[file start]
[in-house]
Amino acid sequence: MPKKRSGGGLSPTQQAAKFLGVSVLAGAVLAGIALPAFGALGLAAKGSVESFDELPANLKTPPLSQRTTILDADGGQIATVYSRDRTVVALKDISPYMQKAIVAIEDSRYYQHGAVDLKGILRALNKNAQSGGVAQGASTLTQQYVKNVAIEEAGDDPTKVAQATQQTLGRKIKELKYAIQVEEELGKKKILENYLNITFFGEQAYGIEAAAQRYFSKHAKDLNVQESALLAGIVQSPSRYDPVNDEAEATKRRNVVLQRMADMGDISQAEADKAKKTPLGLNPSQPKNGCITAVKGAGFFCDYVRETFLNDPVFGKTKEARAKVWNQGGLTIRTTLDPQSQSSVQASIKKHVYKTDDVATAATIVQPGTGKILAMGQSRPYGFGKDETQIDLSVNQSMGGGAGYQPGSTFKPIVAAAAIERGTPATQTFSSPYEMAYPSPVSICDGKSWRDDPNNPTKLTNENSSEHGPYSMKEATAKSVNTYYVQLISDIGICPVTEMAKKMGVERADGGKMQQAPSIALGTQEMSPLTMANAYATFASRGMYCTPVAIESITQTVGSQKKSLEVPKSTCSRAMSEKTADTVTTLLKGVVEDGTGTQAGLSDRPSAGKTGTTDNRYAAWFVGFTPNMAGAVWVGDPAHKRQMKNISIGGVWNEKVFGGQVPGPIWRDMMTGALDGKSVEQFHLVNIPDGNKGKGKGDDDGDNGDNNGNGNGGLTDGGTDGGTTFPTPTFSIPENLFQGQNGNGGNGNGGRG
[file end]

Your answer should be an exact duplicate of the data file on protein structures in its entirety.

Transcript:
[in-house]
Amino acid sequence: MPKKRSGGGLSPTQQAAKFLGVSVLAGAVLAGIALPAFGALGLAAKGSVESFDELPANLKTPPLSQRTTILDADGGQIATVYSRDRTVVALKDISPYMQKAIVAIEDSRYYQHGAVDLKGILRALNKNAQSGGVAQGASTLTQQYVKNVAIEEAGDDPTKVAQATQQTLGRKIKELKYAIQVEEELGKKKILENYLNITFFGEQAYGIEAAAQRYFSKHAKDLNVQESALLAGIVQSPSRYDPVNDEAEATKRRNVVLQRMADMGDISQAEADKAKKTPLGLNPSQPKNGCITAVKGAGFFCDYVRETFLNDPVFGKTKEARAKVWNQGGLTIRTTLDPQSQSSVQASIKKHVYKTDDVATAATIVQPGTGKILAMGQSRPYGFGKDETQIDLSVNQSMGGGAGYQPGSTFKPIVAAAAIERGTPATQTFSSPYEMAYPSPVSICDGKSWRDDPNNPTKLTNENSSEHGPYSMKEATAKSVNTYYVQLISDIGICPVTEMAKKMGVERADGGKMQQAPSIALGTQEMSPLTMANAYATFASRGMYCTPVAIESITQTVGSQKKSLEVPKSTCSRAMSEKTADTVTTLLKGVVEDGTGTQAGLSDRPSAGKTGTTDNRYAAWFVGFTPNMAGAVWVGDPAHKRQMKNISIGGVWNEKVFGGQVPGPIWRDMMTGALDGKSVEQFHLVNIPDGNKGKGKGDDDGDNGDNNGNGNGGLTDGGTDGGTTFPTPTFSIPENLFQGQNGNGGNGNGGRG